Having conducted extensive field research, Ranjay Gulati, author of the book, Deep Purpose, The Heart and Soul of High-Performance Companies, reveals the fatal mistakes leaders unwittingly make when attempting to implement a reason for being.
“My interviews with well over 200 executives across 18 firms revealed the secrets of these companies—not the usual facile frameworks, but new ways of thinking about business that allow leaders and companies to operate with heightened passion, urgency, and clarity,” shares Gulati. “I call this, deep purpose.”
Furthermore, Gultai explains that most leaders think of purpose functionally or instrumentally, regarding it as a tool they can wield. On the other hand, deep purpose leaders think of it as something more fundamental; an existential statement that expresses the firm’s very reason for being. These leaders project it faithfully out onto the world.
“Rethinking the nature of purpose should prompt you in turn to re-imagine your role as a leader,” says Gulati.
As you read the book, you’ll also discover that most leaders pursue purpose superficially because they don’t fully understand how devotion to a purpose enhances business performance. In contrast, deep purpose leaders grasp more acutely the mechanisms by which purpose galvanizes organizations and generates outsized performance.
Earlier this year, Gulati answered these questions for us:
Question: Why did you decide to write this book—and why is its message so important right now?
Gulati: Efforts to tackle pressing problems such as climate change and inequality have stalled, leaving society at a crossroads. In this context, advocates of corporate purpose have lauded it as a silver bullet, while cynics regard it as a cloak behind which companies can hide their true selfish intentions. In reality, some companies have indeed used the idea of “purpose” to mask nefarious conduct. Others, however, have pursued purpose in more authentic ways. By assessing companies that truly embrace purpose as an organizing principle, I hope to showcase how the vast majority of businesses today might better employ purpose to serve society while also achieving economic success.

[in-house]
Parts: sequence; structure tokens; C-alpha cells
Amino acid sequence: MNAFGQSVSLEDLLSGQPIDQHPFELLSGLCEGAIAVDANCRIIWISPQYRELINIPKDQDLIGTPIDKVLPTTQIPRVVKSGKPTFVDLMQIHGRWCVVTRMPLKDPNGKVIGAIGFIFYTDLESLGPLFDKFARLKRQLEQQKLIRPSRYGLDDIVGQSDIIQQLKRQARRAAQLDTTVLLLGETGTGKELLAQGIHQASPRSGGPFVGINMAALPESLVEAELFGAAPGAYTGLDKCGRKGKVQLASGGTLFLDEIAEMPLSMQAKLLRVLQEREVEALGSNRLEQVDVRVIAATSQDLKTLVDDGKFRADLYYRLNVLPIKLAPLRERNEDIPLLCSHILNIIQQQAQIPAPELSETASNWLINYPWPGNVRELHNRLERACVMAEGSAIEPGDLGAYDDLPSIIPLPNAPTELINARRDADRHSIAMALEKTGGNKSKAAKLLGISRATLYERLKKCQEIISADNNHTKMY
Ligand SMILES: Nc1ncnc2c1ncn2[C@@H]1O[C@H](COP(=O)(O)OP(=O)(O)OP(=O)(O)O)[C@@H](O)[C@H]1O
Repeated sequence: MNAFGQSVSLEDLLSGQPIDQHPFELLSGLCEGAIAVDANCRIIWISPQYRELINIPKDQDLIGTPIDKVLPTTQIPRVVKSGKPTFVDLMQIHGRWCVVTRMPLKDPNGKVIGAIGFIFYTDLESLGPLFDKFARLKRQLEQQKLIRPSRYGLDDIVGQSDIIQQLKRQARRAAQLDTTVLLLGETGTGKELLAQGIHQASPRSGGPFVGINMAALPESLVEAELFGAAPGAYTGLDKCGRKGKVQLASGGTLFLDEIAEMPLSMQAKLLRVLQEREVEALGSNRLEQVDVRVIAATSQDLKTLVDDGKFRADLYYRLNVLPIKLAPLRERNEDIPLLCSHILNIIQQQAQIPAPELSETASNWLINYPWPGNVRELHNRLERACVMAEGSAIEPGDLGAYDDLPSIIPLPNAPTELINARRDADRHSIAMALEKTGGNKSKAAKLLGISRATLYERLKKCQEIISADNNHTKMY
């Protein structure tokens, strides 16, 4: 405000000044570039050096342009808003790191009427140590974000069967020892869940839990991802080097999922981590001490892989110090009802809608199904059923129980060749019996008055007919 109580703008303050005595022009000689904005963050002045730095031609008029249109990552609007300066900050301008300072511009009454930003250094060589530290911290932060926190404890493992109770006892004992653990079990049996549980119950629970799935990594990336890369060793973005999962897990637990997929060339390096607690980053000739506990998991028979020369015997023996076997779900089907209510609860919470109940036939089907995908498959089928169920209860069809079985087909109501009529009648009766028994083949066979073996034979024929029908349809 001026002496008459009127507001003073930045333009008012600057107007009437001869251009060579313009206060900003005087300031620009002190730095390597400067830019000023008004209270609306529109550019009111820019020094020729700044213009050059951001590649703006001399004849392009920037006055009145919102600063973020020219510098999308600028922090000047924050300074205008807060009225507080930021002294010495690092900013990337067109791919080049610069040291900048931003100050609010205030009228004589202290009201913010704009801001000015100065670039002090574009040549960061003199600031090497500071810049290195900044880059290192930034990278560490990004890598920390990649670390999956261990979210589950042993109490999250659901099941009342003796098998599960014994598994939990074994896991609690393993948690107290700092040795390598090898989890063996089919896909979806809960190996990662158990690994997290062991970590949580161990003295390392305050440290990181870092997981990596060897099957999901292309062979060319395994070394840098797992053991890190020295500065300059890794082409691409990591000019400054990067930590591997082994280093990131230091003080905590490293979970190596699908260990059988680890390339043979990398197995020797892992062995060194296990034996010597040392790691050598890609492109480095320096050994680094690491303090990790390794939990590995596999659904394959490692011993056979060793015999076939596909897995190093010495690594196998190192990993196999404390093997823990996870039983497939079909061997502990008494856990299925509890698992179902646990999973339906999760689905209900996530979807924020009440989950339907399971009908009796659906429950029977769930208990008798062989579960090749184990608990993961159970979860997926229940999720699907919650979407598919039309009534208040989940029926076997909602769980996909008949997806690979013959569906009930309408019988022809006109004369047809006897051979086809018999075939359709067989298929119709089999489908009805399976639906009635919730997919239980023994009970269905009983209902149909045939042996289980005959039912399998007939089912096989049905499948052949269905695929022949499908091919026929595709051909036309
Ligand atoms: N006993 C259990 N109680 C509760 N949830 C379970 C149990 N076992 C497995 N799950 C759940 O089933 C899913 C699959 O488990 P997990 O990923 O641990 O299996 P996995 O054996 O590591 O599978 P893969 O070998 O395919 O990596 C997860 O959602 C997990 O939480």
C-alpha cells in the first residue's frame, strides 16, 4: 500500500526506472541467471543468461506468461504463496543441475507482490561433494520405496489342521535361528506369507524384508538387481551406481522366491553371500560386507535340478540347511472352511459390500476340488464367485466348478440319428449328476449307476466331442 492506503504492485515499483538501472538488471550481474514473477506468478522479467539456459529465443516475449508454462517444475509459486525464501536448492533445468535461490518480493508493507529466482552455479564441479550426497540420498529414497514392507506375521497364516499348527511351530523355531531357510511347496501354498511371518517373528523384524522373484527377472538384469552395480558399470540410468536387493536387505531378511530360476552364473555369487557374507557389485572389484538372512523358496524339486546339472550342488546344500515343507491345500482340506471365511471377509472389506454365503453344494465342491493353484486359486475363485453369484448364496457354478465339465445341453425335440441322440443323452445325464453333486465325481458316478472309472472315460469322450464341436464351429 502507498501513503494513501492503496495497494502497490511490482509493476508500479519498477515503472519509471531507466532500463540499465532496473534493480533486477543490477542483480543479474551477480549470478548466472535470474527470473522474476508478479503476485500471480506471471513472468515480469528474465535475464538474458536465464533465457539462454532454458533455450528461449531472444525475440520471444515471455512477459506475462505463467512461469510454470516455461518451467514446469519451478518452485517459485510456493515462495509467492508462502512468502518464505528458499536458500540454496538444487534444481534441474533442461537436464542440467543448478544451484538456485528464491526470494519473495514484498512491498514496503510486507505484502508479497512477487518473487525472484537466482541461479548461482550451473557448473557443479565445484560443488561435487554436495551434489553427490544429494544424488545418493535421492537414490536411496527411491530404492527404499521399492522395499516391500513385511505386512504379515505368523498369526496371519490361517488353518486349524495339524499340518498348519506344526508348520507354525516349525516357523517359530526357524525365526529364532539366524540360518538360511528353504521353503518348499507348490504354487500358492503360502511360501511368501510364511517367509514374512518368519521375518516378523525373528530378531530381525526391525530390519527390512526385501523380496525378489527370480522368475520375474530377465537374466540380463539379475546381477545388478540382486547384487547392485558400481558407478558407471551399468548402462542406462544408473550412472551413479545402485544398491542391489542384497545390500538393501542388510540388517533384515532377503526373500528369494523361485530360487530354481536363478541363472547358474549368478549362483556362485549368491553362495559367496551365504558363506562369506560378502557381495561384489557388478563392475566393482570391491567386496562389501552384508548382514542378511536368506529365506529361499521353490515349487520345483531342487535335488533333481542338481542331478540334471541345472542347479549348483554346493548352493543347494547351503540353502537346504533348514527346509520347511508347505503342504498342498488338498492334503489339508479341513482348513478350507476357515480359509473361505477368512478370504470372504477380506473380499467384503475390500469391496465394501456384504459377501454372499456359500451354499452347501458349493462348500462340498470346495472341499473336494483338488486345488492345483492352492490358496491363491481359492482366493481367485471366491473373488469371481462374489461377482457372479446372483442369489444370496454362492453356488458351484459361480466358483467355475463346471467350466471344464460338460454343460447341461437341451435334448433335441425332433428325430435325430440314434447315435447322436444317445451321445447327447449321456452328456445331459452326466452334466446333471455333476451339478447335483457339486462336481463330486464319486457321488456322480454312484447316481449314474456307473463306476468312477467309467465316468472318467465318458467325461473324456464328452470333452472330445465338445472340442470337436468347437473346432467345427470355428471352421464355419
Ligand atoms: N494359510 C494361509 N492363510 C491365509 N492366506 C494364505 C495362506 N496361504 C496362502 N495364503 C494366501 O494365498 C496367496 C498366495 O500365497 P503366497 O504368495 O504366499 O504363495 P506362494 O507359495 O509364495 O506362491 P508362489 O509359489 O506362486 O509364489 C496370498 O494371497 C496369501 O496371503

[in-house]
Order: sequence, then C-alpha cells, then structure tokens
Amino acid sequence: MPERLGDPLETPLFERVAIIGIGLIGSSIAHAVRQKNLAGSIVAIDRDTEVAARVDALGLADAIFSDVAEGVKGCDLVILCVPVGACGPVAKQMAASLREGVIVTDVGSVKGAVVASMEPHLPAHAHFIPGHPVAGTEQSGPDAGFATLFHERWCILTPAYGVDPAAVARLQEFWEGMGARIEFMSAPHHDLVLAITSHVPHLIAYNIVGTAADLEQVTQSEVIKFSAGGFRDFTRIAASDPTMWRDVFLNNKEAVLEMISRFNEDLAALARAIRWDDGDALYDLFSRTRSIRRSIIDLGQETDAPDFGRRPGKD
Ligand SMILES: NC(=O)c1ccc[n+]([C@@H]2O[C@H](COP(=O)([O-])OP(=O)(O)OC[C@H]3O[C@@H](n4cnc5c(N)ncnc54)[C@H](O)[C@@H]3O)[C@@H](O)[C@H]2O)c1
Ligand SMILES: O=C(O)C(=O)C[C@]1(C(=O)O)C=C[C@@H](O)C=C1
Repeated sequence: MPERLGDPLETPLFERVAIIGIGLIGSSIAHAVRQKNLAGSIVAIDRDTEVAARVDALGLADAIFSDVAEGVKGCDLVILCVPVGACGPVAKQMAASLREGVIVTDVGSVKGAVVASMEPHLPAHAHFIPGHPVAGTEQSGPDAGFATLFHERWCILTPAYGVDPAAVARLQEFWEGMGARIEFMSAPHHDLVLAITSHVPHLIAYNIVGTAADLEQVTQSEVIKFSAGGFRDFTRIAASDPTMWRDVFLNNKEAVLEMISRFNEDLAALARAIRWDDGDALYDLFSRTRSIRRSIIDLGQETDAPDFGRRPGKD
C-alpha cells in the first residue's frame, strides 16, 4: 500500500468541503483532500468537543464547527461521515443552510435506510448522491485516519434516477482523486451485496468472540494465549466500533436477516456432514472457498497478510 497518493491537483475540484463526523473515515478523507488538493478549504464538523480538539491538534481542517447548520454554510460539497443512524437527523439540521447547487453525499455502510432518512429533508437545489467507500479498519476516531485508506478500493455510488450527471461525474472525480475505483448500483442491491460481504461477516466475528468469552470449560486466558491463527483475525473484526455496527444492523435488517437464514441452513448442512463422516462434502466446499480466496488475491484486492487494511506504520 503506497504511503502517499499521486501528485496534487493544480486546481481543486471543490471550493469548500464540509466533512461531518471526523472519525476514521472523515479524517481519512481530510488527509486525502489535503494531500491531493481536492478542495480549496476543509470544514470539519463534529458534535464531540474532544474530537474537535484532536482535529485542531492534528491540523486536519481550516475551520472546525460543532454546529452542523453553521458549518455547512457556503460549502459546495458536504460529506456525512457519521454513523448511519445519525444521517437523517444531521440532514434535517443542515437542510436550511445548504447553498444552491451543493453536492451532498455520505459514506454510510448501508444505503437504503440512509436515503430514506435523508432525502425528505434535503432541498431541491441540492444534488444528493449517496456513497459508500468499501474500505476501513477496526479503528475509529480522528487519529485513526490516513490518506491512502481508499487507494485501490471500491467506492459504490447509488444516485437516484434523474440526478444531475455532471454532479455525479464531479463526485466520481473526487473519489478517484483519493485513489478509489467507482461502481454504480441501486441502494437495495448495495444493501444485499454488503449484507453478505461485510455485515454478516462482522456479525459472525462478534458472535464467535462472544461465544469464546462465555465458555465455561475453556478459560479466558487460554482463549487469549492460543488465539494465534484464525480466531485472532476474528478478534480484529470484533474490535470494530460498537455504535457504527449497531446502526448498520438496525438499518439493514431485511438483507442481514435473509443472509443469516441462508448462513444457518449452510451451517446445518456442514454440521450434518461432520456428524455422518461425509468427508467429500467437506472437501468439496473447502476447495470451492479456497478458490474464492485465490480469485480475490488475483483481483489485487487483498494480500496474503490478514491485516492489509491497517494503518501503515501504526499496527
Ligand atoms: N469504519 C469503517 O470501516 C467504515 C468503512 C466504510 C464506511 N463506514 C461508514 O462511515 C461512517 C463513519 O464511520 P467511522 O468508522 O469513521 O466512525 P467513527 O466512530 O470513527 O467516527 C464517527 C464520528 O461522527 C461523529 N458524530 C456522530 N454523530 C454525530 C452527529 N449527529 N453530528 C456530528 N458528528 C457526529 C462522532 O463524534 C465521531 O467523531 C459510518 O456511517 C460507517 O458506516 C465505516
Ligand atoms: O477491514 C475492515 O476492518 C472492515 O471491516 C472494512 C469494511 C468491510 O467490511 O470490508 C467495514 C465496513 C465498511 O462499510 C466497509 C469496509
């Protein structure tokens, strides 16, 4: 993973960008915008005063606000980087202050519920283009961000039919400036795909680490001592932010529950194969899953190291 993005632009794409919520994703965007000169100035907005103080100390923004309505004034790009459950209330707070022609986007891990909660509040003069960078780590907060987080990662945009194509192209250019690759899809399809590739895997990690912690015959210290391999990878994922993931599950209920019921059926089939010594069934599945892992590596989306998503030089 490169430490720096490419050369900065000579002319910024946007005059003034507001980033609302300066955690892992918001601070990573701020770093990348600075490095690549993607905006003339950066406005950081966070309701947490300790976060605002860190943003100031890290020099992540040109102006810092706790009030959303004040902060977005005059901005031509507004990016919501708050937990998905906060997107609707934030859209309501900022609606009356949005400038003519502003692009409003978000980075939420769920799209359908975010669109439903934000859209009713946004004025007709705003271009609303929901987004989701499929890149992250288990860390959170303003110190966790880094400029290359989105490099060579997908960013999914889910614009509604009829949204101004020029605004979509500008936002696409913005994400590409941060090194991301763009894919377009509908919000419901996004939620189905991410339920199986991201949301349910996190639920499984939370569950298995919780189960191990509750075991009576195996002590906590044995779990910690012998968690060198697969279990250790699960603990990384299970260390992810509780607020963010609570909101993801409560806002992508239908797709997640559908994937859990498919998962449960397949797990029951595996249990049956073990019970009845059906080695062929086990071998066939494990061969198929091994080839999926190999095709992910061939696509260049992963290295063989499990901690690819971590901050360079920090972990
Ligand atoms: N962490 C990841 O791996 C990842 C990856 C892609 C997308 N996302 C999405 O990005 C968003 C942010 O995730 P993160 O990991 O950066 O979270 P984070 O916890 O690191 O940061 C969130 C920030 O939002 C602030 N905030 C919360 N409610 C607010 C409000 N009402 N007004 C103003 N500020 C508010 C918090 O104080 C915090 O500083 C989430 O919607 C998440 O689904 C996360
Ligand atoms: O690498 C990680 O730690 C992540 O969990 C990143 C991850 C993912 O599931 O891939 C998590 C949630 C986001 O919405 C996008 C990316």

Question: You talk about how purpose can actually help to boost company performance. How?
Gulati: A key insight in my book is that purpose is not a tax on business. Rather it is a generative force that allows the enterprise to simultaneously perform better on its commercial and social objectives. But purpose only becomes generative when companies pursue it deeply and view it as something very fundamental to their being. In that case, the organization becomes transformed from one in which employees and other stakeholders connect with it in a transactional way into one in which they feel personally committed to the organization and its objectives. A number of studies have suggested a correlation between purpose and long-term performance (as measured by total shareholder return, growth, and achievement of measurable social objectives). But few have tried to pin down the specific levers by which this performance materializes. My in-depth fieldwork allowed me to identify the specific levers by which the pursuit of deep purpose translates into superior financial and social performance.
Question: What are the levers of deep-purpose?
Gulati: Four specific levers allow deep-purpose companies to achieve superior results. These are:
- Motivational: attract and retain a more motivated and inspired workforce.
- Directional: greater clarity on strategic choices and direction.
- Reputational: greater recognition as a trusted and reliable brand that in turn elicits greater customer loyalty.